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Title: The advice to princes tradition in Scottish literature, 1450-1500
Author: Mapstone, Sally
ISNI:       0000 0001 3618 628X
Awarding Body: University of Oxford
Current Institution: University of Oxford
Date of Award: 1986
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The regions of James II, III, and IV in the second half of the fifteenth century in Scotland saw a distinctive flowering of advice to princes literature. This is the first account of its kind to examine in detail the sources, arguments, and extent of political comment of each individual work. In particular it employs both literary and historical sources to reveal the largely unrecognized impact of continental, especially French, political thought, on a number of writers. The study opens with a consideration of the poem De Regimine Principum, a politically very forthright advice work, influential for a century or so after its composition. Chapter 2 deals with the writings of Sir Gilbert Hay, whose work shows clear influences from the continent, particularly in the Buik of King Alexander, which is also seen to have interesting links with De Regimine Principum. Chapter 3 discusses the romance Lancelot of the Laik, a poem less precise in its allusions, but clearly indicative of a number of recurrent preoccupations in Scottish advisory literature in the areas of justice and kingly minorities. The two following chapters examine The Talis of the Fyve Bestes, which gives a markedly nationalistic evocation of good kingship, and The Buke of the Chess, where Scottish advice to princes is seen at its least politically aware. In Chapter 6 advice appears in yet another genre, the devotional poem The Contemplacioun of Synnaris, where the wider associations of `kingship' with the nosce te ipsum tradition are apparent. Chapters 7 and 8 concern The Thre Prestis of Peblis and John Ireland's Meroure of Wyssdome, possibly produced around the same time, but presenting their advice in very different manners: the Thre Prestis adroitly worked and entertaining, the Meroure, highly theological and drawing strongly on continental writers, notably the sermons of Jean Gerson. In conclusion it is shown that through this context we can best appreciate the purpose and formidable execution of Robert Henryson's advice to princes fable lq The Lion and the Mouse.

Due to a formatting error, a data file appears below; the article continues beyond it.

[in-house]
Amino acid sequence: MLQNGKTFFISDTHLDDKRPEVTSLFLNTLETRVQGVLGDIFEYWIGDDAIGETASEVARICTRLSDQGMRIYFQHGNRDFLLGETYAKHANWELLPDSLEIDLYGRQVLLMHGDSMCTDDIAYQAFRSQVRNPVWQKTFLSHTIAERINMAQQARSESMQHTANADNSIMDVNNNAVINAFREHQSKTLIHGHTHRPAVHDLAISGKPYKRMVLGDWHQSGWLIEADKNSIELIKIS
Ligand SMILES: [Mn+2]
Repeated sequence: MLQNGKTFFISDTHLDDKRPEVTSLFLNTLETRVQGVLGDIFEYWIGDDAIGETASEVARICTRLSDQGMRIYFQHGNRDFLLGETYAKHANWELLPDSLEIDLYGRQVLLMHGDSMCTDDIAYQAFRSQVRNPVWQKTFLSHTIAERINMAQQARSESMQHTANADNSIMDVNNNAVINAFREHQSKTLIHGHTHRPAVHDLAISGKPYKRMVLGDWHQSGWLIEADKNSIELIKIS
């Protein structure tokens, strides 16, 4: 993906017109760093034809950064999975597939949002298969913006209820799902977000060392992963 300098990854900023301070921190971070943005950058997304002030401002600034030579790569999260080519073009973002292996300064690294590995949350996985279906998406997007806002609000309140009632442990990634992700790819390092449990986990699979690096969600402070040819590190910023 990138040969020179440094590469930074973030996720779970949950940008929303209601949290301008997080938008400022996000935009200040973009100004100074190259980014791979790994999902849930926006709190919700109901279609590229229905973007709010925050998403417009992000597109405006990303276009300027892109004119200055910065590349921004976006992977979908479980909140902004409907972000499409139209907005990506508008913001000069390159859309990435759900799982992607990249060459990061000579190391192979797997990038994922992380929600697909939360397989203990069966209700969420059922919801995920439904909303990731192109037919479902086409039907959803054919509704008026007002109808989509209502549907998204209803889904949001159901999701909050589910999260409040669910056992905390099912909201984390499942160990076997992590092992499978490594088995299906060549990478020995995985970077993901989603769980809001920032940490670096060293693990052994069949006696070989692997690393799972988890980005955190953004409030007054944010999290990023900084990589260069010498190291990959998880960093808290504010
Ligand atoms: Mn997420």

Supervisor: Not available Sponsor: Not available
Qualification Name: Thesis (Ph.D.) Qualification Level: Doctoral
EThOS ID:  DOI: Not available
Keywords: Politics and literature ; History ; Princes ; Dialect literature, Scottish ; History and criticism ; Scotland ; 15th century